Changes to domestic violence evidence requirements come into effect

This week, the Ministry of Justice announced that as of the 8th January 2018, victims of domestic violence will get more support in taking abusive former partners to court. Changes to evidence requirements in private family law disputes have come into effect. There will no longer be a time limit on abuse evidence, which previously stood at five years. Additionally, the range of documents accepted as evidence of abuse has been widened to include statements from domestic violence support organisations and housing support officers.

Professionals views on risk assessment sought

Mark Treloar, a Masters student at Durham University, is looking for professionals who work with domestic abuse victim/survivors to participate in Skype or telephone interviews. He is interested in your thoughts about the positives and negatives of the current Risk Assessment process. Contributors will be anonymous and interviews are expected to last about 20 minutes. This will lead to a written report which Mark hopes will assist his home state of Victoria, Australia, in their upcoming implementation of a tiered risk assessment model.

North East FGM Partnership Board

At the last NEEVWAG Network meeting Yasmin Khan (Director of the Halo Project) talked about the work of the recently formed North East FGM Partnership Board. The Board brings together professionals working across all aspects of FGM, including health, social care, housing, justice and victims/survivors services. The Board has met twice and has already identified several gaps in provision and is developing concrete plans to address them. If you are interested in getting involved please get in touch.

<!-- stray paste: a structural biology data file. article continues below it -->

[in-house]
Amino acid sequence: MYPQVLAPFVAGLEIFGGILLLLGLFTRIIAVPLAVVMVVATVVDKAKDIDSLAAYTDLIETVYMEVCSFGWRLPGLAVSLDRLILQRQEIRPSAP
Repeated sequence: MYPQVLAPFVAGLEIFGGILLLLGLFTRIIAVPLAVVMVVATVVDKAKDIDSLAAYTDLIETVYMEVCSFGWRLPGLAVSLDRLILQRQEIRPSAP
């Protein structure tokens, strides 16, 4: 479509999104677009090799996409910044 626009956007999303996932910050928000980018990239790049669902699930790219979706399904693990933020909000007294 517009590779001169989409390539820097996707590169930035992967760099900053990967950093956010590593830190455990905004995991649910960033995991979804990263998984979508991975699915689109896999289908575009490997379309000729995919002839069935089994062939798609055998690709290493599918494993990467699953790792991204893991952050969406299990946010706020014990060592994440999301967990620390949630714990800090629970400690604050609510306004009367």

Safeguarding adult victims of domestic abuse?

Attendees at the NEEVAWG Network meeting in Middlesbrough last week discussed the requirement in the 2014 Care Act which gives adult safeguarding teams the duty to "prevent harm, stop abuse, support adults in making choices and having control about how they want to live etc." Good guidance for teams has been produced and there may be an opportunity to ensure that women receive better support from adult social care.

Addressing Financial Abuse

Citizen's Advice Bureau has produced a framework to help banks, other creditors and advice providers challenge financial abuse in intimate partner relationship. People who are prevented from managing their own finances by an abuser can suffer serious and long-term consequences. As well as complicated financial problems, they are often at risk of other forms of violent, sexual and psychological abuse. Financial abuse is not very often disclosed and not well understood.  It can also be difficult for victims to get the help that they need.

Agenda call for Advisory Group members

Agenda and AVA, with support from the Barrow Cadbury Trust, are undertaking a mapping exercise to establish the extent to which specialist services for women facing multiple disadvantage exist in different sectors and locations across England and Wales. They are looking for people with expertise in this area to form an advisory group to guide and inform this work. This will involve attending 3-4 meetings in the May-September period and one towards the end of the project (early 2017) and helping to shape the project’s outputs via email.


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